A global risk assessment company is warning that the systemic nature of the current crisis is making the Eurozone unstable in business terms.
Coface, a provider of credit management in Ireland, which carried out a risk assessment to determine the ‘country risk’ based on measuring the average level of payment defaults by companies, returned the following report:
“On the occasion of its 16th Country Risk Conference, Coface is principally issuing a warning about the systemic nature of the current crisis, of which the Eurozone is the epicentre. The situation worldwide has deteriorated since the summer of 2011 with the crisis in the Eurozone worsening. Coface has noted a clean break in companies' payment behaviour in the second half of 2011, with a sharp rise in non payments. For 2011 as a whole, Coface recorded a 19 per cent rise in payment incidents worldwide, with a particularly marked increase (28 per cent ) for companies in the Eurozone.
“The deterioration of average company solidity demonstrates that the crisis is taking a new direction and has attained a global systemic level with Italy entering a recession. The situation appears to differ from the 2008 shock as a result of this critical mass effect, but also because of increased financial interdependence and the exposure of banks both inside and outside the EU to European sovereign debts.”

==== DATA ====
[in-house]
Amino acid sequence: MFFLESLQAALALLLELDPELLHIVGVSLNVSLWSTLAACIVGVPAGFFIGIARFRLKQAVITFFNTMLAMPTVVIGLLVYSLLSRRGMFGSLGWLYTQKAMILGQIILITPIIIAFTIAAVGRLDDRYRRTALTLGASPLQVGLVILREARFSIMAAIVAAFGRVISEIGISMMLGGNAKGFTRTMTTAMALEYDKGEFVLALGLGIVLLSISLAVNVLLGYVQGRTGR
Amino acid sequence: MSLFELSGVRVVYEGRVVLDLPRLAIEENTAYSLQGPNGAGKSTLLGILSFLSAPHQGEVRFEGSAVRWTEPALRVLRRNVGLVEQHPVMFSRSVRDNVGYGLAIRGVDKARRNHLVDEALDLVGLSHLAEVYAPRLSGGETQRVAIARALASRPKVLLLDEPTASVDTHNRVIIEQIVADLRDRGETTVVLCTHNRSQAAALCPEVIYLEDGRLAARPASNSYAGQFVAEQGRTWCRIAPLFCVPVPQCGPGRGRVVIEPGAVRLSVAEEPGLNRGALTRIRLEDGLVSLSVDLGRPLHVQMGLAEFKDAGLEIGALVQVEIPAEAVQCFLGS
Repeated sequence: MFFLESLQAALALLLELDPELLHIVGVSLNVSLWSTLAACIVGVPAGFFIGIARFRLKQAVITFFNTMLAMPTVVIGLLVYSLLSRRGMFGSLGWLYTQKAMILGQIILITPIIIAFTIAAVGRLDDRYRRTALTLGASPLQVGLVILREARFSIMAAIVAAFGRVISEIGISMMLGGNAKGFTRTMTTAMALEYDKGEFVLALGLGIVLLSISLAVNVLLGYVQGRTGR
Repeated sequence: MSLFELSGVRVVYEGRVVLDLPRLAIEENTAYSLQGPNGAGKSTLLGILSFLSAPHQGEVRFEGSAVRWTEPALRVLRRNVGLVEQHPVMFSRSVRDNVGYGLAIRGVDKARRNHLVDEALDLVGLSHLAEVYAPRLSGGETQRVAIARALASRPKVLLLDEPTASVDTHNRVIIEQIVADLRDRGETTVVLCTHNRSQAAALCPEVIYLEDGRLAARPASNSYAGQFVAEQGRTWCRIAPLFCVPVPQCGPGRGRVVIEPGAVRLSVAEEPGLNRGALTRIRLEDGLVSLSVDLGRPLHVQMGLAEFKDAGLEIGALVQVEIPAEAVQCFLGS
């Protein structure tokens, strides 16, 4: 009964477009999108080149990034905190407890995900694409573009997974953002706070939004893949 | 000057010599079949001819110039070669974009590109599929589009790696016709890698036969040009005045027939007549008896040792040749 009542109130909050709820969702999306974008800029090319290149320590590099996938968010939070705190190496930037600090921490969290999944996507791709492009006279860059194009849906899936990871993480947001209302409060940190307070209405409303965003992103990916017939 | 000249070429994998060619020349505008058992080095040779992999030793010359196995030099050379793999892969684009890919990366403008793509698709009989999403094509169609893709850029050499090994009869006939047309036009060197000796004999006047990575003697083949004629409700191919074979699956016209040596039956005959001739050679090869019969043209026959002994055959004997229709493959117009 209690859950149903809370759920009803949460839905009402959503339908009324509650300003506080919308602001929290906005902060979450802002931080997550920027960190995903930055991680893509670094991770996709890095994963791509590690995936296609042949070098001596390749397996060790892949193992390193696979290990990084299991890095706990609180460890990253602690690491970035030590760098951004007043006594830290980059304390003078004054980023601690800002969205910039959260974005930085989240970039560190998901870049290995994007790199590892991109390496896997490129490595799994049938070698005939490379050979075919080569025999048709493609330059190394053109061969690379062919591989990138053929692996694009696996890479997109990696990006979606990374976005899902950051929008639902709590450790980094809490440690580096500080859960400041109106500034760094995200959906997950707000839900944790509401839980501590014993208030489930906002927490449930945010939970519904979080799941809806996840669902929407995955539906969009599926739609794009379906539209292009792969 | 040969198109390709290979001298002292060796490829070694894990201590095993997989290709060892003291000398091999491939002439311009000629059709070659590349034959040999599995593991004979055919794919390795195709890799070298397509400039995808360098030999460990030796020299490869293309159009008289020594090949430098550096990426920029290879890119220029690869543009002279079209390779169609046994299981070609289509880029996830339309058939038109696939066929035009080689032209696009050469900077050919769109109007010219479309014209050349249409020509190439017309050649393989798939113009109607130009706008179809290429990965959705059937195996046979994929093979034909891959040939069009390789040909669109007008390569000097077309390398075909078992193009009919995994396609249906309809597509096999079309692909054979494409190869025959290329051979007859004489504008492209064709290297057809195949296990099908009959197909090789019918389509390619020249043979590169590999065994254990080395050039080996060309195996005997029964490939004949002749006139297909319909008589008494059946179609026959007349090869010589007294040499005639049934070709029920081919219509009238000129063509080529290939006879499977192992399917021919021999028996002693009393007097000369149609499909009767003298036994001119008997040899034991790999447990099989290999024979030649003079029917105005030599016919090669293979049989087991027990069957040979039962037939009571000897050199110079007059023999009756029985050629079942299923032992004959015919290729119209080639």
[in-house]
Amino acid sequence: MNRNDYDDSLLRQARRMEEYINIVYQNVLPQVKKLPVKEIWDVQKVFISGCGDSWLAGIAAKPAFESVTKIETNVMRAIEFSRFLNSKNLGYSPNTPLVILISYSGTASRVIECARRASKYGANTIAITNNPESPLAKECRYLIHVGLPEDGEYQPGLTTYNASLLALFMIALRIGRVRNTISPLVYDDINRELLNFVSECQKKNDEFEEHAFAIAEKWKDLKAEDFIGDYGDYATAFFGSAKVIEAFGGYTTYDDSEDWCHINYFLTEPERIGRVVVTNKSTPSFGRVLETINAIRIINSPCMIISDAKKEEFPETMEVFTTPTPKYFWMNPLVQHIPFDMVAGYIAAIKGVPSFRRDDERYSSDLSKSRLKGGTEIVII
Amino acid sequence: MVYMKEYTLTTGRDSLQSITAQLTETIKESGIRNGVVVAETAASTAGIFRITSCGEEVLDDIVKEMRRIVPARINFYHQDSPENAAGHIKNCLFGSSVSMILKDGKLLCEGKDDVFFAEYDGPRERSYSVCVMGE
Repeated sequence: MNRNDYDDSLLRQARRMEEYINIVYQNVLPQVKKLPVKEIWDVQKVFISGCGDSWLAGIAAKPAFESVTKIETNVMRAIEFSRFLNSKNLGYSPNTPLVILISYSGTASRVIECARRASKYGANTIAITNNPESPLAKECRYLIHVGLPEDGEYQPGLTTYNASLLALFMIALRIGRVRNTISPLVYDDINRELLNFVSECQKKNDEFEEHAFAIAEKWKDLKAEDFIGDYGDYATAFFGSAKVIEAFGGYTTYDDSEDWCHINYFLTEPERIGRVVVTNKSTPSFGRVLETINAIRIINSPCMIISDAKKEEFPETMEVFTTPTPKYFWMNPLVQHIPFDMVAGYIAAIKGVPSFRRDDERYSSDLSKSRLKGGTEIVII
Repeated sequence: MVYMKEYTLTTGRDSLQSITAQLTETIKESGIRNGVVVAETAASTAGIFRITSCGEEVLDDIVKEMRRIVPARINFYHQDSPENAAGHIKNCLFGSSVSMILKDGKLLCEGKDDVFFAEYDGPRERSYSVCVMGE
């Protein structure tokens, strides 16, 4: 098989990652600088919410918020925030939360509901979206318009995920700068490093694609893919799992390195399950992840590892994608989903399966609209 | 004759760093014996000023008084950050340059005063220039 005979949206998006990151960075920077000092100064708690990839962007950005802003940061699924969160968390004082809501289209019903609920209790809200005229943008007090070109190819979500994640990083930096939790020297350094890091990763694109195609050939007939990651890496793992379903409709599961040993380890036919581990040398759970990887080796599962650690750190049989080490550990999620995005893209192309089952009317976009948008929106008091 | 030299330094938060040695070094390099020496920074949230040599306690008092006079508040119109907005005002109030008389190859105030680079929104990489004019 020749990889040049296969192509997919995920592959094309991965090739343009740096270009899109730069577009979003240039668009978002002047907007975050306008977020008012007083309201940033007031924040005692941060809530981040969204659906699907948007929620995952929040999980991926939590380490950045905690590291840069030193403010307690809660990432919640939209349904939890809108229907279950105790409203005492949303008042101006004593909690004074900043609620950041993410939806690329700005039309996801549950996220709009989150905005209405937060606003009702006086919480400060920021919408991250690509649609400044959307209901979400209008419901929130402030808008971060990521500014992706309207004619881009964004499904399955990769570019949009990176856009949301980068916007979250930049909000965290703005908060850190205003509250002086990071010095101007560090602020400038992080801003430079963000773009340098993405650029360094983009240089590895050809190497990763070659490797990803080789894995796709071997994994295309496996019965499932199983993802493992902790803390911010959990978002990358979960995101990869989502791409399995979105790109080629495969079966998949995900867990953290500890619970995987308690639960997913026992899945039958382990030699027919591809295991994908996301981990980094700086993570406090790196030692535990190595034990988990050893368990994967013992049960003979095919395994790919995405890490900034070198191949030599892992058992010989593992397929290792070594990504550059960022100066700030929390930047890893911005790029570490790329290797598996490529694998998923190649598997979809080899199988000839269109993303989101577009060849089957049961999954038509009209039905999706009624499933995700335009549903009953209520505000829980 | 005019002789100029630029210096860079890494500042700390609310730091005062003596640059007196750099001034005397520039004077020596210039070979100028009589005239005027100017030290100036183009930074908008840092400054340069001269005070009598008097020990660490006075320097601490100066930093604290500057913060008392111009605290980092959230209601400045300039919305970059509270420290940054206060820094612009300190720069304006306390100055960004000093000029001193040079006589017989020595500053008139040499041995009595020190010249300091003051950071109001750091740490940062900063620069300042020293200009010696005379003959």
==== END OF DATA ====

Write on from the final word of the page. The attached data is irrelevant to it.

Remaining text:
“In 2012, the combination of significantly weaker growth in Europe with the drying up of credit facilities could significantly affect the companies' credit risk,” stated Coface president, François David.
“The emerging European economies will suffer the most from the contraction in demand and financing movements within the Eurozone,” he added. “Given their exposure to sovereign debt in the Eurozone, Western European banks will be obliged to reduce support to their subsidiaries, which will affect the granting of credit facilities to companies. Assets held by European banks account for 70 per cent of Eastern European GDP. It is also estimated that one-fifth of the growth in the last decade in Eastern Europe can be attributed to dynamic trans-frontier credit. Were the European credit tap to be shut off, there would be a major impact on emerging European economies, which also frequently have a private sector with massive currency debts.”
Further information on www.coface.ie